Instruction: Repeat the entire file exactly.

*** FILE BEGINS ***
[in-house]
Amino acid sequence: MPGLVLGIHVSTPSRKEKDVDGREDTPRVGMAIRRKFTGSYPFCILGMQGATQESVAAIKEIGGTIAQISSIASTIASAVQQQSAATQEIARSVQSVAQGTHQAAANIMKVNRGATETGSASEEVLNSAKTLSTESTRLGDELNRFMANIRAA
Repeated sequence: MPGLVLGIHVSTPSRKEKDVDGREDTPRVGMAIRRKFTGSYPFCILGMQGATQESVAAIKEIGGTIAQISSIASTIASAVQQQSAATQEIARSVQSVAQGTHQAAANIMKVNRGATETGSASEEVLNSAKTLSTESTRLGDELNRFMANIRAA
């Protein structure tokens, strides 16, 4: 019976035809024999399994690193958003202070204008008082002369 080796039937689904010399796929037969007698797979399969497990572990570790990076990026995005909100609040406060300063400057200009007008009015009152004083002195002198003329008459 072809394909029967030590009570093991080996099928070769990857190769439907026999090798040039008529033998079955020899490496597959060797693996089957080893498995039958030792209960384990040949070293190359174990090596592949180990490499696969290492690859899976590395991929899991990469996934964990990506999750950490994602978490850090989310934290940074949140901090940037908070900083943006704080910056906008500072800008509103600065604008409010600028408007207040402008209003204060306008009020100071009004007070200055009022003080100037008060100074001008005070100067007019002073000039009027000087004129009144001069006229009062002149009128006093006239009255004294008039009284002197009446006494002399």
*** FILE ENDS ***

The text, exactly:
[in-house]
Amino acid sequence: MPGLVLGIHVSTPSRKEKDVDGREDTPRVGMAIRRKFTGSYPFCILGMQGATQESVAAIKEIGGTIAQISSIASTIASAVQQQSAATQEIARSVQSVAQGTHQAAANIMKVNRGATETGSASEEVLNSAKTLSTESTRLGDELNRFMANIRAA
Repeated sequence: MPGLVLGIHVSTPSRKEKDVDGREDTPRVGMAIRRKFTGSYPFCILGMQGATQESVAAIKEIGGTIAQISSIASTIASAVQQQSAATQEIARSVQSVAQGTHQAAANIMKVNRGATETGSASEEVLNSAKTLSTESTRLGDELNRFMANIRAA
């Protein structure tokens, strides 16, 4: 019976035809024999399994690193958003202070204008008082002369 080796039937689904010399796929037969007698797979399969497990572990570790990076990026995005909100609040406060300063400057200009007008009015009152004083002195002198003329008459 072809394909029967030590009570093991080996099928070769990857190769439907026999090798040039008529033998079955020899490496597959060797693996089957080893498995039958030792209960384990040949070293190359174990090596592949180990490499696969290492690859899976590395991929899991990469996934964990990506999750950490994602978490850090989310934290940074949140901090940037908070900083943006704080910056906008500072800008509103600065604008409010600028408007207040402008209003204060306008009020100071009004007070200055009022003080100037008060100074001008005070100067007019002073000039009027000087004129009144001069006229009062002149009128006093006239009255004294008039009284002197009446006494002399």